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Agricultural runoff, high in phosphorus and nitrogen, has spurred the formation of dead zones in Chesapeake Bay, threatening its seafood production.

Heavy rainfall, while good for farmers, has increased levels of sediment, phosphorus, and nitrogen entering the bay

Ecologists are warning of a formidable Chesapeake Bay dead zone this year, one fed by high river flows. According to ecologists from the University of Maryland Center for Environmental Science and the University of Michigan, the Chesapeake Bay’s watershed has received a larger-than-usual amount of precipitation since last fall, which was a plus for agricultural areas. But now, wastewater and agricultural runoff, combined with high river flows from fall and spring precipitation, have created the perfect conditions for eutrophication, an excessive nutrient load that leads to algal overgrowth or “blooms” that create dead zones.

Such algal blooms die, sink to the floor of the bay, and decompose, leading to hypoxic (low oxygen) or even anoxic (no oxygen) conditions near the bottom. So the same plentiful water that was once a boon for agriculture upstream now threatens to become a death sentence for the striped bass, crabs, and oysters that Chesapeake Bay is famous for.

Cleanup of Chesapeake Bay started in 1983, when the EPA and multiple states acknowledged the need. Tracking of Chesapeake Bay dead zones began in 1950, and the 30-year average maximum dead zone volume established during that period is 1.74 cubic miles. This summer’s hypoxic dead zone is predicted to encompass approximately 2.1 cubic miles, while the completely anoxic zone is projected to be 0.49-0.63 cubic miles in the early and late summer. Those levels are up from the summer of 2018 and would make this summer’s dead zone one of the four largest in the past two decades.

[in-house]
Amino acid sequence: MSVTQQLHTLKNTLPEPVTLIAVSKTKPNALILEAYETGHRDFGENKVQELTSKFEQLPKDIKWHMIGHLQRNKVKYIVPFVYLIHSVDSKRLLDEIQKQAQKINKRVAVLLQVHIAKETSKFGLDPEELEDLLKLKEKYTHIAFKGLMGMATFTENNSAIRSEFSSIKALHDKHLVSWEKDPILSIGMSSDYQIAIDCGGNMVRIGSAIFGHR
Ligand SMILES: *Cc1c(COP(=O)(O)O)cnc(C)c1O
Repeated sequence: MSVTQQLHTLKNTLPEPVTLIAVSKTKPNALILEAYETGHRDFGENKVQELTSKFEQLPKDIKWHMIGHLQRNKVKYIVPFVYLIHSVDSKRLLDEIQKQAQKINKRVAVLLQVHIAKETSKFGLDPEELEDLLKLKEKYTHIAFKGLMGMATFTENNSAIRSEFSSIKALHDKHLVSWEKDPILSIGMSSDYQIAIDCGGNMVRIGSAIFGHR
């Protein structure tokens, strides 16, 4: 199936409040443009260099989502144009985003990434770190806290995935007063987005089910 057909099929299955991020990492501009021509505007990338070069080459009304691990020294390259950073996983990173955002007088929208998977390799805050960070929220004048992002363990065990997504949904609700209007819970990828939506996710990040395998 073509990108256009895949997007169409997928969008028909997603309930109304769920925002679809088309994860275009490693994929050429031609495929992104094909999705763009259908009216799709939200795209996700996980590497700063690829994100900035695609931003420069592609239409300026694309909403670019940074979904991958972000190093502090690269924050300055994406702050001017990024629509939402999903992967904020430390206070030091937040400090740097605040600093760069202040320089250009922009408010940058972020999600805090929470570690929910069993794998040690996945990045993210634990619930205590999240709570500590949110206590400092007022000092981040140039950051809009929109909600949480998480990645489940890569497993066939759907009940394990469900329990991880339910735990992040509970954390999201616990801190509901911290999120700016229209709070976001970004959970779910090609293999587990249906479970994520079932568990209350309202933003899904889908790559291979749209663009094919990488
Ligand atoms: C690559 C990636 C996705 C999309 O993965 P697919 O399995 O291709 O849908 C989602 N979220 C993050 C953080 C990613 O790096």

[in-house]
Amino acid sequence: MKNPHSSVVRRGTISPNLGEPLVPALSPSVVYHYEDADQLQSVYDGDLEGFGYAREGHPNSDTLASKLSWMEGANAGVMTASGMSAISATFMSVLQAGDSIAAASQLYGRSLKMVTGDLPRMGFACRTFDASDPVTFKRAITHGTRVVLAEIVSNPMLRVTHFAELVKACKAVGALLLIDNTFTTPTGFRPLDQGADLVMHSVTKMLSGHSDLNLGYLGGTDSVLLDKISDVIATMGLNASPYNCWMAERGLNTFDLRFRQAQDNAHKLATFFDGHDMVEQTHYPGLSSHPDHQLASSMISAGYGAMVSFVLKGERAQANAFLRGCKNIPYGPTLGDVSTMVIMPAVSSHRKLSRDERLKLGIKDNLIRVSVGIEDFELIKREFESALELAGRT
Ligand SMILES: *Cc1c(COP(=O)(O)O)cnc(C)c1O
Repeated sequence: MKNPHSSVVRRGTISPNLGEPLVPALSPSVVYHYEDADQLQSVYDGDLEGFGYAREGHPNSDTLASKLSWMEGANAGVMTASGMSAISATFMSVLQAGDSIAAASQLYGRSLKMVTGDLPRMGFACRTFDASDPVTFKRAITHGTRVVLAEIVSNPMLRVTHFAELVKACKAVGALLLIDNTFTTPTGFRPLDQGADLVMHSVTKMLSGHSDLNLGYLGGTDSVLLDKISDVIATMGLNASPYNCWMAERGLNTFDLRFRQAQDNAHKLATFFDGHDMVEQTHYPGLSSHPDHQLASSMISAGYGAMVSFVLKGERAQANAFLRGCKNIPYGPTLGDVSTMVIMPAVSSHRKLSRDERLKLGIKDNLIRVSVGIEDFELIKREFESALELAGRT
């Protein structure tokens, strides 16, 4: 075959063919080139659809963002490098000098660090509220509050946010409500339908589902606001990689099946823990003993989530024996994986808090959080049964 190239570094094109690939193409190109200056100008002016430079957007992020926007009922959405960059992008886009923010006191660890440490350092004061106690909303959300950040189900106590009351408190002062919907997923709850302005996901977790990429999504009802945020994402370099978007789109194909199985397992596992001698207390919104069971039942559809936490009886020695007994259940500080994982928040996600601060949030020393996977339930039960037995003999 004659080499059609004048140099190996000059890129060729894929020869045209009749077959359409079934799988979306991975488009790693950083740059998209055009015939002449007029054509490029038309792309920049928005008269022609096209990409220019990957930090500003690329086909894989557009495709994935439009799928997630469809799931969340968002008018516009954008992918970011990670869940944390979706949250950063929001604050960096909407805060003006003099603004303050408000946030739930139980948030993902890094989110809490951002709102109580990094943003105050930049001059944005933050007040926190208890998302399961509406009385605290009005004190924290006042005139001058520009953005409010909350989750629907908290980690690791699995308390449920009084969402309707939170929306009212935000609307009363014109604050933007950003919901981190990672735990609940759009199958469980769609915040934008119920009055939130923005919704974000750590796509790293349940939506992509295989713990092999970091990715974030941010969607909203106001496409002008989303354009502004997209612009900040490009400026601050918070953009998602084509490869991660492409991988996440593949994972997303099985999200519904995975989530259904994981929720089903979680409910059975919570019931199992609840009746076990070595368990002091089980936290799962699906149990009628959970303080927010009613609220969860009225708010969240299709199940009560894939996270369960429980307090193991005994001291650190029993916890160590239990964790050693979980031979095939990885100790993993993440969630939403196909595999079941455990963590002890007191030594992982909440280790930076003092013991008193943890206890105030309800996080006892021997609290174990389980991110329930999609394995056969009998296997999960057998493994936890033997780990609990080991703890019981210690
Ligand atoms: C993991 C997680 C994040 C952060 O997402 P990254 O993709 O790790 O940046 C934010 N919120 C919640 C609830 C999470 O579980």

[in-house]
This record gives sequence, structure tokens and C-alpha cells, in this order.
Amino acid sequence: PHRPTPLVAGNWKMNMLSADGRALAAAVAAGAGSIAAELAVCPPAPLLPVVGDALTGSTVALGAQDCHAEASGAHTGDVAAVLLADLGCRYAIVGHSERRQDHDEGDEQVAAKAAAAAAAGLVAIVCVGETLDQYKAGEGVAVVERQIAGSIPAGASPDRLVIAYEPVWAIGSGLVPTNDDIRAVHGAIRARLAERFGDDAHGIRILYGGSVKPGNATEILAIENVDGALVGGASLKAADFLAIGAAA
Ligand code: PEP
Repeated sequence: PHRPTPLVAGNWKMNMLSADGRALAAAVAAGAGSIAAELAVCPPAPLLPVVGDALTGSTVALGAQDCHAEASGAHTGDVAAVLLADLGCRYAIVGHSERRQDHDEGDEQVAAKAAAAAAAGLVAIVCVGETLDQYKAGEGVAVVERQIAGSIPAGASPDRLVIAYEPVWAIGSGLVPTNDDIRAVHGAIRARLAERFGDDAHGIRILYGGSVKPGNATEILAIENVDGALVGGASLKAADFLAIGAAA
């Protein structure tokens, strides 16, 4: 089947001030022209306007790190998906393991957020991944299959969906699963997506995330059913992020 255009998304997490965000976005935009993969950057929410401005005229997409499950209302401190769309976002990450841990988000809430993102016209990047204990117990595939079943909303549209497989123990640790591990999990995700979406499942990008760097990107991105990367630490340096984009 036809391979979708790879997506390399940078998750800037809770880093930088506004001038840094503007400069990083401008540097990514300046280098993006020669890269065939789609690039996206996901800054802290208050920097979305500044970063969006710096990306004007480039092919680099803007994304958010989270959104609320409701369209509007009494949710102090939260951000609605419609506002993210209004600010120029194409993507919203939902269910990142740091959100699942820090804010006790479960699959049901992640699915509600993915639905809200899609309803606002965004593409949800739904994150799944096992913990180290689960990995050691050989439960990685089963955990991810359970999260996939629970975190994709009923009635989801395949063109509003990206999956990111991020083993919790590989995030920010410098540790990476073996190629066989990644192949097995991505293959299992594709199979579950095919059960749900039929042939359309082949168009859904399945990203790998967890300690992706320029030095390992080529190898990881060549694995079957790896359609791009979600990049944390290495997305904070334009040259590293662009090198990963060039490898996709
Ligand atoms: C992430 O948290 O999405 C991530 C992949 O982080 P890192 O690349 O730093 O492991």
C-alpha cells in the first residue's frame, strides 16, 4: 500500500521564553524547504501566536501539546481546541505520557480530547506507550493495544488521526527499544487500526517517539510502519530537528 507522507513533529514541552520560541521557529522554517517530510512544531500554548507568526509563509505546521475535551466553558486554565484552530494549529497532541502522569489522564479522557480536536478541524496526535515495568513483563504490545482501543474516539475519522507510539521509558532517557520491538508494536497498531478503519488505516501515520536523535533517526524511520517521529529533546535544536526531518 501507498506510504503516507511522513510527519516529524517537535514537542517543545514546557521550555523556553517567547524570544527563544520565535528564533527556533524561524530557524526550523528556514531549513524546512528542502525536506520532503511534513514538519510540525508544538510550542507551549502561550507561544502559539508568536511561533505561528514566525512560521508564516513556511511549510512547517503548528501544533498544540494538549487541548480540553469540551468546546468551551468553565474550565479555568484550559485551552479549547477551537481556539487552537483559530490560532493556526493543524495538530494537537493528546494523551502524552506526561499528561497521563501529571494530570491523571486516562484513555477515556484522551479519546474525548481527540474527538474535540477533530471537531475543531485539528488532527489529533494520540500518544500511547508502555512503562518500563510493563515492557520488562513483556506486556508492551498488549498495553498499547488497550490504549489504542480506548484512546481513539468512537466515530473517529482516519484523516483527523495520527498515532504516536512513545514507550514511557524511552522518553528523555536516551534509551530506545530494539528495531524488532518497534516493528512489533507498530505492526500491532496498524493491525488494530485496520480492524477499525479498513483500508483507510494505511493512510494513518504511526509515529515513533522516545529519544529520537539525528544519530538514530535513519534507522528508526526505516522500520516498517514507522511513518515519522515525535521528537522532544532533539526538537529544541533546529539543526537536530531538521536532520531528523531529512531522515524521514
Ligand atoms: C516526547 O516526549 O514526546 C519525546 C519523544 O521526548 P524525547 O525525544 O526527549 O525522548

But, Bruce Michael, director of the Resource Assessment Service for the Maryland Department of Natural Resources, said:

[B]ottom dissolved oxygen concentrations are improving over the long-term in Maryland’s portion of the Chesapeake Bay, indicating our efforts to reduce nutrient pollution throughout the entire watershed are improving water quality conditions […].

Chesapeake Bay Clean Water Blueprint

The Chesapeake Bay’s watershed extends far beyond Maryland. Stretching 332 kilometers from Virginia Beach, Virginia, to Havre de Grace, Maryland, Chesapeake Bay is the largest estuary in the United States and among the most diverse. It covers 11,400 km2 and its watershed covers 165,800 km2, extending through Pennsylvania and well into New York State.

In 2010, the EPA established a total maximum daily load (TMDL) for sediment, and the nutrients nitrogen and phosphorus entering the Bay. TMDL for nitrogen is set at 185.9 million pounds, and the limit is 12.5 million pounds for phosphorus, which essentially calls for a 25% nitrogen reduction and a 24% phosphorus reduction. To help reach the goal, Delaware, Maryland, New York, Pennsylvania, Virginia, West Virginia, and the District of Columbia have signed on to the Chesapeake Bay Clean Water Blueprint.

Pennsylvania Lagging in Meeting Goals

Unfortunately, according to the Chesapeake Bay Foundation, Pennsylvania has not been successful in cleaning up its act. While Virginia and Maryland are on track to reach the Blueprint’s 2025 goals, due in large part to investment in wastewater treatment, Pennsylvania has lagged particularly because of its failure to invest in the agricultural and urban stormwater sectors.

Alliance for Chesapeake Bay Executive Director Katie Fritz, who interfaces with the watershed’s agricultural communities, said:

[Local jurisdictions upstream] all want to do the right thing for their local rivers and creeks and streams, and the Chesapeake Bay is not something Pennsylvania sees but they do care about their local water quality.

Denitrification Milestone

Since the Blueprint was introduced, however, a new, efficient denitrification technology called the membrane aerated bioreactor (MABR) has been proven to meet the new standards for discharge into Chesapeake Bay in a yearlong test at Stanford University’s Codiga Resource Recovery Center (CR2C).

Contact Fluence about new plug-and-play options to bring nutrient levels under control in rural agricultural applications.

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